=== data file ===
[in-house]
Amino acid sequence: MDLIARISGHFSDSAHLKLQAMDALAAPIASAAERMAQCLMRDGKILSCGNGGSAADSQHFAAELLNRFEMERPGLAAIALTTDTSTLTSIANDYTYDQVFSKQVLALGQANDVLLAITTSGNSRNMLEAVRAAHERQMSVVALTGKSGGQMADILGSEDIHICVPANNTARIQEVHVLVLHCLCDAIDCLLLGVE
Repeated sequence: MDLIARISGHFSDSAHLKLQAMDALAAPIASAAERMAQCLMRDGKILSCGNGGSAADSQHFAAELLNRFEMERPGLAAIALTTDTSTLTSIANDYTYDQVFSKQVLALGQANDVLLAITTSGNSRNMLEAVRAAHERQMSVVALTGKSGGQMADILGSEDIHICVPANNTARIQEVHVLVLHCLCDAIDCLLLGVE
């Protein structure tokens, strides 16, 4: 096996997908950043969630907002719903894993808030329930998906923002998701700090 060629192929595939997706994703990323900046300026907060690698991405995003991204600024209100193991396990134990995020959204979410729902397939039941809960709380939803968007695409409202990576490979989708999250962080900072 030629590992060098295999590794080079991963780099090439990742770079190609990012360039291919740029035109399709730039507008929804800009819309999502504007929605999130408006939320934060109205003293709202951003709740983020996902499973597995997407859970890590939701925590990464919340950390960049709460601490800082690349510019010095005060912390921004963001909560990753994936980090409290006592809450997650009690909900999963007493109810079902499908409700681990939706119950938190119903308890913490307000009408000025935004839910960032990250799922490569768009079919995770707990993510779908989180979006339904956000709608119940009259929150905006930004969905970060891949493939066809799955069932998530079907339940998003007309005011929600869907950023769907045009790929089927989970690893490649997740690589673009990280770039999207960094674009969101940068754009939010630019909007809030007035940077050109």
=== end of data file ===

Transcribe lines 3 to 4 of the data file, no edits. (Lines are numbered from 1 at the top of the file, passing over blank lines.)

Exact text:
Repeated sequence: MDLIARISGHFSDSAHLKLQAMDALAAPIASAAERMAQCLMRDGKILSCGNGGSAADSQHFAAELLNRFEMERPGLAAIALTTDTSTLTSIANDYTYDQVFSKQVLALGQANDVLLAITTSGNSRNMLEAVRAAHERQMSVVALTGKSGGQMADILGSEDIHICVPANNTARIQEVHVLVLHCLCDAIDCLLLGVE
């Protein structure tokens, strides 16, 4: 096996997908950043969630907002719903894993808030329930998906923002998701700090 060629192929595939997706994703990323900046300026907060690698991405995003991204600024209100193991396990134990995020959204979410729902397939039941809960709380939803968007695409409202990576490979989708999250962080900072 030629590992060098295999590794080079991963780099090439990742770079190609990012360039291919740029035109399709730039507008929804800009819309999502504007929605999130408006939320934060109205003293709202951003709740983020996902499973597995997407859970890590939701925590990464919340950390960049709460601490800082690349510019010095005060912390921004963001909560990753994936980090409290006592809450997650009690909900999963007493109810079902499908409700681990939706119950938190119903308890913490307000009408000025935004839910960032990250799922490569768009079919995770707990993510779908989180979006339904956000709608119940009259929150905006930004969905970060891949493939066809799955069932998530079907339940998003007309005011929600869907950023769907045009790929089927989970690893490649997740690589673009990280770039999207960094674009969101940068754009939010630019909007809030007035940077050109």